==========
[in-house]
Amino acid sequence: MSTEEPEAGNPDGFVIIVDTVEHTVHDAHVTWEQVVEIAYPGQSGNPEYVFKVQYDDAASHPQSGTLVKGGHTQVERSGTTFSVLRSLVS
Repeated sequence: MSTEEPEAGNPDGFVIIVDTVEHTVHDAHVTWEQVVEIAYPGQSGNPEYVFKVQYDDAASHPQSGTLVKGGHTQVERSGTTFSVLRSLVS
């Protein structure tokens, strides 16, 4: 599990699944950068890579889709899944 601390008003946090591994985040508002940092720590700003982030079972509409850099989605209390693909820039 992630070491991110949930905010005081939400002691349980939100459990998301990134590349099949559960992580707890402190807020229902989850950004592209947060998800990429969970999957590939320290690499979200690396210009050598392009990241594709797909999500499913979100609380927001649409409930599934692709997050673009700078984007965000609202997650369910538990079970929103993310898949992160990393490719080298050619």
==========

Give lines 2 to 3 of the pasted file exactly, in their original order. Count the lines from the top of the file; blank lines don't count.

Amino acid sequence: MSTEEPEAGNPDGFVIIVDTVEHTVHDAHVTWEQVVEIAYPGQSGNPEYVFKVQYDDAASHPQSGTLVKGGHTQVERSGTTFSVLRSLVS
Repeated sequence: MSTEEPEAGNPDGFVIIVDTVEHTVHDAHVTWEQVVEIAYPGQSGNPEYVFKVQYDDAASHPQSGTLVKGGHTQVERSGTTFSVLRSLVS